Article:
This right is the natural right of the Jewish people to be masters of their own fate, like all other nations, in their own sovereign State.
ACCORDINGLY WE, MEMBERS OF THE PEOPLE'S COUNCIL, REPRESENTATIVES OF THE JEWISH COMMUNITY OF ERETZ-ISRAEL AND OF THE ZIONIST MOVEMENT, ARE HERE ASSEMBLED ON THE DAY OF THE TERMINATION OF THE BRITISH MANDATE OVER ERETZ-ISRAEL AND, BY VIRTUE OF OUR NATURAL AND HISTORIC RIGHT AND ON THE STRENGTH OF THE RESOLUTION OF THE UNITED NATIONS GENERAL ASSEMBLY, HEREBY DECLARE THE ESTABLISHMENT OF A JEWISH STATE IN ERETZ-ISRAEL, TO BE KNOWN AS THE STATE OF ISRAEL.
WE DECLARE that, with effect from the moment of the termination of the Mandate being tonight, the eve of Sabbath, the 6th Iyar, 5708 (15th May, 1948), until the establishment of the elected, regular authorities of the State in accordance with the Constitution which shall be adopted by the Elected Constituent Assembly not later than the 1st October 1948, the People's Council shall act as a Provisional Council of State, and its executive organ, the People's Administration, shall be the Provisional Government of the Jewish State, to be called "Israel".
THE STATE OF ISRAEL will be open for Jewish immigration and for the Ingathering of the Exiles; it will foster the development of the country for the benefit of all its inhabitants; it will be based on freedom, justice and peace as envisaged by the prophets of Israel; it will ensure complete equality of social and political rights to all its inhabitants irrespective of religion, race or sex; it will guarantee freedom of religion, conscience, language, education and culture; it will safeguard the Holy Places of all religions; and it will be faithful to the principles of the Charter of the United Nations.
THE STATE OF ISRAEL is prepared to cooperate with the agencies and representatives of the United Nations in implementing the resolution of the General Assembly of the 29th November, 1947, and will take steps to bring about the economic union of the whole of Eretz-Israel.
WE APPEAL to the United Nations to assist the Jewish people in the building-up of its State and to receive the State of Israel into the comity of nations.
WE APPEAL - in the very midst of the onslaught launched against us now for months - to the Arab inhabitants of the State of Israel to preserve peace and participate in the upbuilding of the State on the basis of full and equal citizenship and due representation in all its provisional and permanent institutions.
WE EXTEND our hand to all neighbouring states and their peoples in an offer of peace and good neighbourliness, and appeal to them to establish bonds of cooperation and mutual help with the sovereign Jewish people settled in its own land. The State of Israel is prepared to do its share in a common effort for the advancement of the entire Middle East.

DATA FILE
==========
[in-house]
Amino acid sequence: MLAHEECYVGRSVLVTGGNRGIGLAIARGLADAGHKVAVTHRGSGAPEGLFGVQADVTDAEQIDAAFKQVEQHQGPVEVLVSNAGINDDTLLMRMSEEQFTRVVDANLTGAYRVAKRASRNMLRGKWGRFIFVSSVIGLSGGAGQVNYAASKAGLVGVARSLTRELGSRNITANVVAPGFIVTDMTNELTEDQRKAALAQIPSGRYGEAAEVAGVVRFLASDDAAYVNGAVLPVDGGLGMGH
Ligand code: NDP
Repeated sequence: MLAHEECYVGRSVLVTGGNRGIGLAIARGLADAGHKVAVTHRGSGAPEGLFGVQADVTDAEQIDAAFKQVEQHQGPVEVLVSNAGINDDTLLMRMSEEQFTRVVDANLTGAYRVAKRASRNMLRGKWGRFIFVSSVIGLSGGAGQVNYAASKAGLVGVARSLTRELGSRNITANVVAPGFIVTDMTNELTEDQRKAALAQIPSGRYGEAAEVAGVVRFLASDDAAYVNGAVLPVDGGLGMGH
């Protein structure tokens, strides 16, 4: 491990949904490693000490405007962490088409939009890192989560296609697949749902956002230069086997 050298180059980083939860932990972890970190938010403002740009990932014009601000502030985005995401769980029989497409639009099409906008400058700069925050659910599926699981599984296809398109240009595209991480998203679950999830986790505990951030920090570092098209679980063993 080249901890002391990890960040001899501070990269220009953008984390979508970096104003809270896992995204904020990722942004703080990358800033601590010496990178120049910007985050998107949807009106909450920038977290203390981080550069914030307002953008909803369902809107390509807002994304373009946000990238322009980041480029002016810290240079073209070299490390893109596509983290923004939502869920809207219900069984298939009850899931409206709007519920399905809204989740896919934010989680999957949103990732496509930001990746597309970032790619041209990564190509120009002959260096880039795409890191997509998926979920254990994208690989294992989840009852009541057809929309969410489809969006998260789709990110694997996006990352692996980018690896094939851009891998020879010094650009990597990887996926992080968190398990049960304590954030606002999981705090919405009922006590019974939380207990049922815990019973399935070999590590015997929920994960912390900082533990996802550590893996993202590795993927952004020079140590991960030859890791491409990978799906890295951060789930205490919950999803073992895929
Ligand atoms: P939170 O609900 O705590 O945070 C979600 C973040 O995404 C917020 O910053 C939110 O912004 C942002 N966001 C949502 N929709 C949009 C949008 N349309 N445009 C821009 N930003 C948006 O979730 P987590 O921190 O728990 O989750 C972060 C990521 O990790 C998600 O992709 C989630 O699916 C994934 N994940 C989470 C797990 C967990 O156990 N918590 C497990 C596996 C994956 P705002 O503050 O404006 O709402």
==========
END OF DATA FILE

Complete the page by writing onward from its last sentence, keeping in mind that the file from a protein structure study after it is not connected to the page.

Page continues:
WE APPEAL to the Jewish people throughout the Diaspora to rally round the Jews of Eretz-Israel in the tasks of immigration and upbuilding and to stand by them in the great struggle for the realization of the age-old dream - the redemption of Israel.
PLACING OUR TRUST IN THE "ROCK OF ISRAEL", WE AFFIX OUR SIGNATURES TO THIS PROCLAMATION AT THIS SESSION OF THE PROVISIONAL COUNCIL OF STATE, ON THE SOIL OF THE HOMELAND, IN THE CITY OF TEL-AVIV, ON THIS SABBATH EVE, THE 5TH DAY OF IYAR, 5708 (14TH MAY,1948).
David Ben-Gurion (Israel's first Prime Minister)
Daniel Auster (first Jewish Mayor of Jerusalem)
Mordekhai Bentov (Member of the Knesse.t 1949-1965)
Yitzchak Ben Zvi (President of Israel 1952-1963)
Eliyahu Berligne (Treasurer of Jewish National Council)
Fritz Bernstein (Minister of Trade & Industry 1948-1949 and 1952-1955)
Rabbi Wolf Gold (Vice President of Provisional State Council)
Meir Grabovsky (Member of the Knesset 1949-1963)
Yitzchak Gruenbaum (Minister of Internal Affairs 1948-1949)
Dr. Abraham Granovsky (Member of the Knesset 1949-1951)
Eliyahu Dobkin (Founder of the Israel Museum)
Meir Wilner-Kovner (Leader of Israeli Communist Party 1965-1988)
Zerach Wahrhaftig (Minister of Religions 1961-1974)
Herzl Vardi (Editor of Yedioth Ahronoth 1949-1986)
Rachel Cohen (Member of the Knesset 1949-1951 and 1961-1965)
Rabbi Kalman Kahana (Member of the Knesset 1949-1981)
Saadia Kobashi (Yemenite Member of Provisional State Council)
Rabbi Yitzchak Meir Levin (Minister of Welfare 1948-1952)
Meir David Loewenstein (Member of the Knesset 1949-1951)
Zvi Luria (Member of Provisional State Council)
Golda Myerson (Prime Minister 1969-1974)
Nachum Nir (Member of the Knesset 1949-1951 and 1955-1965)
Zvi Segal (Member of Provisional State Council)
Rabbi Yehuda Leib Hacohen Fishman (Minister of Religions and Minister of War Victims 1948-1951)
David Zvi Pinkas (Minister of Transport 1951-1952)
Aharon Zisling (Minister of Agriculture 1948-1949)
Moshe Kolodny (Minister of Development 1966-1969 and Minister of Tourism 1966-1977)
Eliezer Kaplan (Minister of Finance 1948-1952; Minister of Trade & Industry 1949-1950; Deputy Prime Minister 1952)
Abraham Katznelson (Member of Provisional State Council)
Felix Rosenblueth (Minister of Justice 1948-1951 and 1952-1961)
David Remez (Minister of Transportation 1948-1950 and Minister of Education 1950-1951)
Berl Repetur (Member of the Knesset 1949-1951)
Mordekhai Shattner (Member of Provisional State Council)
Zion Sternberg (Member of Provisional State Council)
Bekhor Shitreet (Minister of Police 1948-1967 and Minister of Minority Affairs 1948-1949)
Moshe Shapira (Minister of Health 1948-1951 and 1961-1966; Minister for Immigration 1948-1951; Minister of Internal Affairs (1949-1952; 1955 and 1959-1970); Minister of Religions 1948; Minister of Welfare 1952-1958)
Moshe Shertok (Prime Minister 1954-1955)